State v. Eesley
In State v. Eesley, 225 Wis. 2d 248, 254, 591 N.W.2d 846 (1999), the court addressed the question whether a writ of habeas corpus ad prosequendum constituted a "detainer" within the meaning of Wis. Stat. 976.05 and concluded it did not.
Therefore, the court held, the Interstate Agreement on Detainers (IAD) and its protections were never triggered. Id. at 267.
The court in Eesley first observed that "detainer" was not defined in the statute and it therefore looked to the legislative history of the federal legislation on which Wis. Stat. 976.05 was based.
That showed, the court said, that detainer was intended to be defined as "notification filed with the institution in which a prisoner is serving a sentence, advising that he is wanted to face pending criminal charges in another jurisdiction." Id. at 258.
The court then discussed a number of differences between a detainer and a writ of habeas corpus ad prosequendum:
(1) a detainer is filed by the prosecutor or law enforcement personnel whereas the writ may only be issued by a court;
(2) the writ requires that the prisoner be immediately brought before the court, whereas a detainer merely puts the officials of the institution in which the prisoner is confined on notice that the prisoner is wanted in another jurisdiction for trial upon release from the current confinement;
(3) a detainer is not enough to effectuate a transfer of the prisoner, whereas the writ is;
(4) the writ is executed immediately, whereas a detainer may remain lodged indefinitely against a prisoner. See Easley, 225 Wis. 2d at 258-59.
The court in Eesley next considered the purposes of the IAD, as set forth in Wis. Stat. 976.05(1):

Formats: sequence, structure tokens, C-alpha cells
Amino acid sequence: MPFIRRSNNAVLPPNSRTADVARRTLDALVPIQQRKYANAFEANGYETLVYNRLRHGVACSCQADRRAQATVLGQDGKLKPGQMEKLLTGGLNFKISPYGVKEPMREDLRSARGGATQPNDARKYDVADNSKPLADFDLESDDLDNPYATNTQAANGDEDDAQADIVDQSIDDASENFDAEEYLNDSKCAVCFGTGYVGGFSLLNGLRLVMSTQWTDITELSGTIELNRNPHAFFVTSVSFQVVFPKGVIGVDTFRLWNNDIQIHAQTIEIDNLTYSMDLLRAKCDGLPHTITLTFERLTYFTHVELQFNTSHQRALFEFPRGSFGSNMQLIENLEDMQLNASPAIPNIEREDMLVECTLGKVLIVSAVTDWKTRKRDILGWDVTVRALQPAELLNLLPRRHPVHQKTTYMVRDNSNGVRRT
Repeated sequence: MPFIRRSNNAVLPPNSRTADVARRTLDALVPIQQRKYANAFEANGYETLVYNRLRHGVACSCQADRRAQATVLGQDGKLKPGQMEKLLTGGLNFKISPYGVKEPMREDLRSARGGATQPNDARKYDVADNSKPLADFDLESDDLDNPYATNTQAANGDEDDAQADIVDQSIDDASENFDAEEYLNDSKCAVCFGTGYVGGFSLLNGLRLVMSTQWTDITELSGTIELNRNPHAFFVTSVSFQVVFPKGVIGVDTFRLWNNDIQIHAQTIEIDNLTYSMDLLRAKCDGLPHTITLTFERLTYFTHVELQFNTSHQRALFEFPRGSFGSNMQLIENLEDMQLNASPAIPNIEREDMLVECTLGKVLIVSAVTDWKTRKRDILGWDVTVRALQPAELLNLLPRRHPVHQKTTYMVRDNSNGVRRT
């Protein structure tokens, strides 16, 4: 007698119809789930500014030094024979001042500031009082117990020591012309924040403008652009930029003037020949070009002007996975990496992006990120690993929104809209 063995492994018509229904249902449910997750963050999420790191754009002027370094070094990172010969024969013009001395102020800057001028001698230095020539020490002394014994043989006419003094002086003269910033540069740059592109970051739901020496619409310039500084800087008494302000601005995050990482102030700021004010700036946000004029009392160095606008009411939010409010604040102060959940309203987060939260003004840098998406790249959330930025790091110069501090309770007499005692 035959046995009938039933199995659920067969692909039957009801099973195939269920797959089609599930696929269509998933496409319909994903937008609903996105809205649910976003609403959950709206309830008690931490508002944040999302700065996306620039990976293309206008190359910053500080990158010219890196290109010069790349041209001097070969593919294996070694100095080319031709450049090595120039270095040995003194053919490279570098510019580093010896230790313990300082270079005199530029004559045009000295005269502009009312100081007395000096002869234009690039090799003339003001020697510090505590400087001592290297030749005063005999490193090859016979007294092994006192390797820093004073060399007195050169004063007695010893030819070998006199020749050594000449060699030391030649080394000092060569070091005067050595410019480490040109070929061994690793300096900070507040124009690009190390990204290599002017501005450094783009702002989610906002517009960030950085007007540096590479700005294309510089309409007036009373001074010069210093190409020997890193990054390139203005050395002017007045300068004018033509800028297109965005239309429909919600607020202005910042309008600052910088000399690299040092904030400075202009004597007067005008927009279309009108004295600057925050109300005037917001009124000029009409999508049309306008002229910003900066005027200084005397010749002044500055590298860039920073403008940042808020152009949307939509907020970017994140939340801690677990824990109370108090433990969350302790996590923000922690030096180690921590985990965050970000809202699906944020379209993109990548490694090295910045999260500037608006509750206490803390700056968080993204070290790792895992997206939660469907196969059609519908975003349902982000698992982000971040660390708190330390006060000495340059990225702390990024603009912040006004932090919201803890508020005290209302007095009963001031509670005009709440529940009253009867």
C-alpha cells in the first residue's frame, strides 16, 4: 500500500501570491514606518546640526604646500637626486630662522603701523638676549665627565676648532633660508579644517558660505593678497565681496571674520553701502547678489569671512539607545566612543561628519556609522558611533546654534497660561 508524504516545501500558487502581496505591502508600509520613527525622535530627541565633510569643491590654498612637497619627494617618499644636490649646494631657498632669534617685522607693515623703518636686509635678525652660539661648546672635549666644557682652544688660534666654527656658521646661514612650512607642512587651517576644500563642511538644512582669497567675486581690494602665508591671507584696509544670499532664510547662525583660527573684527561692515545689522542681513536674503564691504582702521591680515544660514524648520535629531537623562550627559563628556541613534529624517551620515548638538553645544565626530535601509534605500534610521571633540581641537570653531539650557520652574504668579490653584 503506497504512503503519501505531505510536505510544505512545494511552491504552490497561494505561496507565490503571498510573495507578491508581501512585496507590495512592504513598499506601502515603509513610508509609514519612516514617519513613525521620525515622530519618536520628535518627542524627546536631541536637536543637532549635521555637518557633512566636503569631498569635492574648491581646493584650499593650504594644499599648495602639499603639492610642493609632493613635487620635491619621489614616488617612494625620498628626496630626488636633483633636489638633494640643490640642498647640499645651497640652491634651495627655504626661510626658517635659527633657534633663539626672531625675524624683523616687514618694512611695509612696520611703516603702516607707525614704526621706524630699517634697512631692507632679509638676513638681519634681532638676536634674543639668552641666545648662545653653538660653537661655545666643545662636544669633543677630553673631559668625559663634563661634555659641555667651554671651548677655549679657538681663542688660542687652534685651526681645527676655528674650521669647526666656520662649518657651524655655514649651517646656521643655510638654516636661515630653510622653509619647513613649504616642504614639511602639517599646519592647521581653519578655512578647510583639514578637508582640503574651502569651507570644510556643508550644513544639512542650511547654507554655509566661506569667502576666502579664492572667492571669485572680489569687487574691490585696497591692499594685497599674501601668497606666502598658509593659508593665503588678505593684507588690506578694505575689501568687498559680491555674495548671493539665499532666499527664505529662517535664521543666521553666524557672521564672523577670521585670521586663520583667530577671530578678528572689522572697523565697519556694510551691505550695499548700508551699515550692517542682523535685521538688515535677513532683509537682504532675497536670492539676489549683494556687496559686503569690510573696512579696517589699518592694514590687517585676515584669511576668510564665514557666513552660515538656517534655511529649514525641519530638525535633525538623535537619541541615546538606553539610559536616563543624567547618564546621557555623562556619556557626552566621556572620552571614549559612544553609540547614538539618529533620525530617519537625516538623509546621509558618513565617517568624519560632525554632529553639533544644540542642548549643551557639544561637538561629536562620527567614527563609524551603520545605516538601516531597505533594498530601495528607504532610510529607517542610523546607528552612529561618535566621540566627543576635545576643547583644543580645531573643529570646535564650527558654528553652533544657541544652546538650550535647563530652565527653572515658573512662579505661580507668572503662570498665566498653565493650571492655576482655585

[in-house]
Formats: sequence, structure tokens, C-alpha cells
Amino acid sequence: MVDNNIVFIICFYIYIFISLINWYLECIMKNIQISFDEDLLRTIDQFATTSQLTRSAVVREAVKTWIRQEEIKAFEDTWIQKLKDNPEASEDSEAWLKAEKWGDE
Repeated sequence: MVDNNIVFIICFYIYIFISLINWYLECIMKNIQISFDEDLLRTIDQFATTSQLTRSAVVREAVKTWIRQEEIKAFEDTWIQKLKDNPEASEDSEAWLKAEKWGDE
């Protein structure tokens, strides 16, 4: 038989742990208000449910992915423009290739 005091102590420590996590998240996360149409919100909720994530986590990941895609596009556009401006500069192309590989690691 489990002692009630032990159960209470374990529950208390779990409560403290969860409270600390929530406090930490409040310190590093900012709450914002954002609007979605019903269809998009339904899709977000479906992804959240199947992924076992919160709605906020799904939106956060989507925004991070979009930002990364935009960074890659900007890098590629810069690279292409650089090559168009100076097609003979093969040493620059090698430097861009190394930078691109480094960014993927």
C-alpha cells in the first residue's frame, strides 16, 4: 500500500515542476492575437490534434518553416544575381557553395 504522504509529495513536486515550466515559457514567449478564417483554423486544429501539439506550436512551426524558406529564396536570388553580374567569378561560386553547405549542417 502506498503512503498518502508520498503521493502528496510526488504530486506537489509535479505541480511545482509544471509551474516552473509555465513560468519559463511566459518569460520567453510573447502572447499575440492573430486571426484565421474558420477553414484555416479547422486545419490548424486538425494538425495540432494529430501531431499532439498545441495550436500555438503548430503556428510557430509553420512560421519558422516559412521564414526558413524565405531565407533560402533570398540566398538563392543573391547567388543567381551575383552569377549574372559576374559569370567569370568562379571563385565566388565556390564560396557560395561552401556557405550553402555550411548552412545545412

"The first is to protect prisoners by 'encouraging the expeditious and orderly disposition of such outstanding charges against a prisoner and determination of the proper status of any and all detainers based on untried indictments, informations or complaints.' The second purpose is to provide 'cooperative procedures' to effectuate a more uniform and efficient system of interstate rendition." (State v. Eesley, 225 Wis. 2d at 261.)
The court also considered the purpose of the IAD as expressed in federal case law and legislative materials. The purpose is to address problems that arose due to the specific characteristics of detainers lodged against prisoners while confined in another jurisdiction: the custodial officials' knowledge of the detainer might have an adverse effect indefinitely on the prisoner's status, conditions of confinement, and chances for parole, but the prisoner had no means to resolve the charges underlying the detainer. See id. at 260.
The court decided that the problems the IAD was intended to address did not arise from a writ of habeas corpus ad prosequendum because it was executed immediately. See id. at. 261.
The court also considered that this type of writ had a long history in Wisconsin of which the legislature was presumably aware, and the use of the word "detainer" therefore showed that the legislature did not intend to include this writ. See Easley, 225 Wis. 2d at 262.